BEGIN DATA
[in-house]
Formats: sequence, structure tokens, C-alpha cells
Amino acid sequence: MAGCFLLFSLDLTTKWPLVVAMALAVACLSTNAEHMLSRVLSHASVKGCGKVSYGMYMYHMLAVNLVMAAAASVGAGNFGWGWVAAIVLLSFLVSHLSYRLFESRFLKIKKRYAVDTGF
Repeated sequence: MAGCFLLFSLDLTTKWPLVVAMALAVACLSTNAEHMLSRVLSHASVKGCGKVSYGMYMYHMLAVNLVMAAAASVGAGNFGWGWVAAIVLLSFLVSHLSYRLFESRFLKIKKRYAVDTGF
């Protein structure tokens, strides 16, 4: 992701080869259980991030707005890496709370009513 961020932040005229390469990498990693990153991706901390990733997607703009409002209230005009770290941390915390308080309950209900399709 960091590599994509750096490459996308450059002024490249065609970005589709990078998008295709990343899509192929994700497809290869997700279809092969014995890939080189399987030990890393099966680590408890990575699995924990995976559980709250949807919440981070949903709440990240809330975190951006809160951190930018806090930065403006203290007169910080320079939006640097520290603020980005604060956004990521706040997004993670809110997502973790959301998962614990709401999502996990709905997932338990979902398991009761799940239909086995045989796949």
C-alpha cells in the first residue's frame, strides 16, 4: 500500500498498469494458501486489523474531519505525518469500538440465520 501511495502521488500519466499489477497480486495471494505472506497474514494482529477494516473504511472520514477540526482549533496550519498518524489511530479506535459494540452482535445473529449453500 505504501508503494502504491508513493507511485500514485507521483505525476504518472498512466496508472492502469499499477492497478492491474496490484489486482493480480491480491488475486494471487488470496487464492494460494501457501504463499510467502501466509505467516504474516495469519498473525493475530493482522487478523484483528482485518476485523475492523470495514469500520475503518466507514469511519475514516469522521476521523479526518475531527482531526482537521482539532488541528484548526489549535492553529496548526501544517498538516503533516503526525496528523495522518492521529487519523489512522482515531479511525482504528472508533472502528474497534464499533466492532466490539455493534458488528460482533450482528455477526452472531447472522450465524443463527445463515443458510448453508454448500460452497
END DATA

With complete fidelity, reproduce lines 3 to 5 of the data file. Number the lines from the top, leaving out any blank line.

Amino acid sequence: MAGCFLLFSLDLTTKWPLVVAMALAVACLSTNAEHMLSRVLSHASVKGCGKVSYGMYMYHMLAVNLVMAAAASVGAGNFGWGWVAAIVLLSFLVSHLSYRLFESRFLKIKKRYAVDTGF
Repeated sequence: MAGCFLLFSLDLTTKWPLVVAMALAVACLSTNAEHMLSRVLSHASVKGCGKVSYGMYMYHMLAVNLVMAAAASVGAGNFGWGWVAAIVLLSFLVSHLSYRLFESRFLKIKKRYAVDTGF
């Protein structure tokens, strides 16, 4: 992701080869259980991030707005890496709370009513 961020932040005229390469990498990693990153991706901390990733997607703009409002209230005009770290941390915390308080309950209900399709 960091590599994509750096490459996308450059002024490249065609970005589709990078998008295709990343899509192929994700497809290869997700279809092969014995890939080189399987030990890393099966680590408890990575699995924990995976559980709250949807919440981070949903709440990240809330975190951006809160951190930018806090930065403006203290007169910080320079939006640097520290603020980005604060956004990521706040997004993670809110997502973790959301998962614990709401999502996990709905997932338990979902398991009761799940239909086995045989796949």